PS4 Exclusivity a Step Toward Yakuza 6 Localization (And 4 Other Takeaways From Sega’s Recent Moves)
Me: “Know What Yakuza Needs?”
The West: “English localizations.”
Okay, now the go-to first thought it out of the way, here are some thoughts to go along with that Yakuza 6 PS4 announcement and Yakuza remaster.
The Seemingly Good But Maybe Bad
What you already know: a remaster of the original Yakuza was announced for PS3 and PS4, due out in January in Japan.
What you might not realize: That’s less than a year after Yakuza 0 just arrived on those same systems, and just a couple of years after Yakuza was already remastered on PS3, as part of the Yakuza 1&2 HD Collection.
True, this new version will include gameplay systems from the outstanding Yakuza 0, but it’s still just the first Yakuza, re-re-released.
Meanwhile, Yakuza 6 will go current-gen only when it hits it fall 2016 Japanese release window.
Yakuza 6‘s move to PS4 only, combined with Sony’s strong desire to keep new content flowing to its one and only important gaming system, sends a good message to foreign fans of the seldom-localized series. After spending years playing catchup behind Microsoft in the console sales race, Sony has finally found itself in the lead, and it wants to stay there.
How can it do that? By keeping good games flowing, especially exclusives. This does raise the question of why neither Yakuza Ishin nor Yakuza 0 have arrived in the west, but I assume that’s because they don’t want Yakuza 5 to already be even more outdated than it already is, upon arrival. Who knows, they might follow. But spending too much time analyzing Yakuza localization decisions is a recipe for a headache.
Let’s Do It Anyway
…But seriously, though, Ishin was a missed opportunity by Sony and Sega. You walk into a game shop, see there’s admittedly not a whole lot in the PS4’s young and developing section, and boom there’s this badass open-world samurai game? Dude, Yakuza‘s fanbase in the west might be small, but that would have appeal outside the fan base. Give it a new name like Samurai Asskicker, slap some subtitles on that shit and call it a day. But now that there are a lot more games available, its potential can’t be maximized. Damn it all.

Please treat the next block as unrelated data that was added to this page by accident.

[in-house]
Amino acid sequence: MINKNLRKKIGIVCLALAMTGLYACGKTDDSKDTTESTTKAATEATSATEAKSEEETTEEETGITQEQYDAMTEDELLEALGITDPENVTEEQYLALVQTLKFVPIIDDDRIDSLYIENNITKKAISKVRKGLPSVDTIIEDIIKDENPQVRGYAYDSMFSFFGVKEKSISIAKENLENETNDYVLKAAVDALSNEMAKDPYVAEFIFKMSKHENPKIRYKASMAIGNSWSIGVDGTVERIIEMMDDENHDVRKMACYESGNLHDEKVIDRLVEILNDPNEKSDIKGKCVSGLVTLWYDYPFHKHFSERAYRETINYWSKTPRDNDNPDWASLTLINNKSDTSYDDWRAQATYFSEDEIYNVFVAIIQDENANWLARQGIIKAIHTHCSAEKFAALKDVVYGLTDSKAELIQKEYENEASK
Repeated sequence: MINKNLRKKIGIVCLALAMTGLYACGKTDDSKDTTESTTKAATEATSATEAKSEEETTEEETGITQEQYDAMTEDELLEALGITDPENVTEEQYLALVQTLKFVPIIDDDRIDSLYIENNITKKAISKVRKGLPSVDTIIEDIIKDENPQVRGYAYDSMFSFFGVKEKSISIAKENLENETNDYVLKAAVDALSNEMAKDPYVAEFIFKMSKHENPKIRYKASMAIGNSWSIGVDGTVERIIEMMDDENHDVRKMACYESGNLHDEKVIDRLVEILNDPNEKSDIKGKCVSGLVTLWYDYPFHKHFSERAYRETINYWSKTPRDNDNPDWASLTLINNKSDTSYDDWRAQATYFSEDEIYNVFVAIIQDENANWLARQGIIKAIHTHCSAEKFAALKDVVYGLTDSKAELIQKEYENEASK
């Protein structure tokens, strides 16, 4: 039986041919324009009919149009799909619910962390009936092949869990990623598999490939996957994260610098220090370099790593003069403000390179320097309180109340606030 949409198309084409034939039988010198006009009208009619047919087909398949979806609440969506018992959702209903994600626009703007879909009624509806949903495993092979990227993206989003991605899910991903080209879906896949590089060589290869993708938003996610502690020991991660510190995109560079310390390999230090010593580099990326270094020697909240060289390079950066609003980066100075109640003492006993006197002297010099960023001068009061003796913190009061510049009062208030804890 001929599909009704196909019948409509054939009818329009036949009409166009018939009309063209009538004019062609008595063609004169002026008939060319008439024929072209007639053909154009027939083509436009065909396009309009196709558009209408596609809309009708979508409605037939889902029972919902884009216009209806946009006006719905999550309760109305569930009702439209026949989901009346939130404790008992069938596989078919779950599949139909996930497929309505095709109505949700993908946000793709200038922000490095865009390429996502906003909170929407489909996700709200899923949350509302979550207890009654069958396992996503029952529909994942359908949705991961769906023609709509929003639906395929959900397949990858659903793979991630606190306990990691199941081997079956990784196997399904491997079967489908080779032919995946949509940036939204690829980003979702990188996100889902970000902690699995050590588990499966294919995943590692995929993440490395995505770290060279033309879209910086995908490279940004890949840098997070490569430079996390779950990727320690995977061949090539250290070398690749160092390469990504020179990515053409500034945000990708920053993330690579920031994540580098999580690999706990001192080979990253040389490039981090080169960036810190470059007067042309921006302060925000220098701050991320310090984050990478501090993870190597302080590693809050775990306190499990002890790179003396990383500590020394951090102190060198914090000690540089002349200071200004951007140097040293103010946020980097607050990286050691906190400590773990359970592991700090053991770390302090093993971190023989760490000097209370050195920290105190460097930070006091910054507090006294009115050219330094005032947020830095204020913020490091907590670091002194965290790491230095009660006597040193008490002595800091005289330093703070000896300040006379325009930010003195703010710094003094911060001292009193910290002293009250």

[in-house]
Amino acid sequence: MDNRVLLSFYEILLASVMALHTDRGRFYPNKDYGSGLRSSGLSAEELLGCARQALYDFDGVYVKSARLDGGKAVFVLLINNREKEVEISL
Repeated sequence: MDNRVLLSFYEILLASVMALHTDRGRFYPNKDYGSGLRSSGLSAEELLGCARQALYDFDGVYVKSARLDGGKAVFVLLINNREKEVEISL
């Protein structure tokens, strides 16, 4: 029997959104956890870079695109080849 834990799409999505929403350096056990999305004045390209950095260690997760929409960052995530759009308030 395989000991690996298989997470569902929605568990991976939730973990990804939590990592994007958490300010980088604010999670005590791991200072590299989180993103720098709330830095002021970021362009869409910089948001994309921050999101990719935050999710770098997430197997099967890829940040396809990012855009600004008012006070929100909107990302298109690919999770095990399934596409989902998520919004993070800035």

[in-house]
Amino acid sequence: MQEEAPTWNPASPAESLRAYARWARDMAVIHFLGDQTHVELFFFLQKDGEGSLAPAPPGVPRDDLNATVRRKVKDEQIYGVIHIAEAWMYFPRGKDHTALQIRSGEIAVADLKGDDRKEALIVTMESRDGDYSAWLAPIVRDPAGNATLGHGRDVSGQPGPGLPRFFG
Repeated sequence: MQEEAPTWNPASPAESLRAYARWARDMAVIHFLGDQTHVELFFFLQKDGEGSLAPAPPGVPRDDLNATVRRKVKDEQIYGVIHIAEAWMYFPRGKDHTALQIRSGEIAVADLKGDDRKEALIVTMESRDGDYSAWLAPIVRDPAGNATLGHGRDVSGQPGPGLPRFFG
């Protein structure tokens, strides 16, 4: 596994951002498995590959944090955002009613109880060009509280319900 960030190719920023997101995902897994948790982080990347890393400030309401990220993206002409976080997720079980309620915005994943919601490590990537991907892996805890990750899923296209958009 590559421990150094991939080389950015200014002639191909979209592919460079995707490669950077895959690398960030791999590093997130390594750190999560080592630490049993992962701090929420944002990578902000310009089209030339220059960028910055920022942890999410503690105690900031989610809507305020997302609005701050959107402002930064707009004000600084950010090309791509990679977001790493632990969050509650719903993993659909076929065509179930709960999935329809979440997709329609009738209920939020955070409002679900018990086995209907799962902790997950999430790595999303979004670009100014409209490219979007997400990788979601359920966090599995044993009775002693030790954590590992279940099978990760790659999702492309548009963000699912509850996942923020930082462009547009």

Anyway, I don’t feel confident enough to predict Ishin or Yakuza 0, but I do think Yakuza 6 will go westward. For Japanese console games, PS4 is where the money is to be made. Nippon Ichi made Disgaea 5 a PS4 exclusive with the worldwide market in mind, and I suspect Sega is doing something similar with Yakuza 6. That’d be magical if localization happened within a month or three of the JP release, but I know that might be asking a bit much.
Fumbling 5 May Have Boned Us
But could Yakuza 5 have thrown a stumbling block in the way? Yakuza 5 is a respectable, interesting entry into the franchise, and its Japanese sales were good. But it’s coming westward three years later, and the newer console generation is in full swing now.
As a last-gen, digital-only exclusive, this thing has a limited audience, and its sales will not be that great. Sega, if they just stare and the numbers and don’t think about any context, could take that as a sign that there is no market for Yakuza in the west. They might use it as evidence that some games are just “too Japanese,” even though XSeed has success with Senran Kagura, Compile Heart has carved out an audience for Hyperdimension, and Atlus has put Persona among the Western Hemisphere’s favorite RPGs.
Heck, even Sega’s own Hatsune Miku should stand as a counterpoint to the notion that the Yakuza games themselves are the reason they don’t take off. The notion that the west “just won’t get” it is archaic thinking.
Vita Means (New) Life
What might have been better is a Vita game. Yes, yes, the Vita is selling like crap outside of Japan, but it could give the Japanese audience something a little fresher, perhaps finally bringing the Yakuza-style open world to a handheld. Did you play Kurohyo? It was good, but the exploration was clearly lacking, due to PSP hardware limitations. I’d love to see what vita could do with that, and the franchise fatigue might not apply. Not only that, but Sega could grow its domestic audience by reaching out to people who may not have played a Yakzua game yet.
And while that Vita game is waiting to come out in Japan, the West could get another console title to play catch up — you know, maybe with the goal of not being three or four games behind Japan?
Console Yakuza sales have been in a decline since part 3. While high, the financial return is disappearing, and I don’t think the immediate answer is an enhanced version of the same thing fans (according to their wallets) are tired of. Try something different while the console takes a needed breather.
And those are some thoughts on Yakuza 6.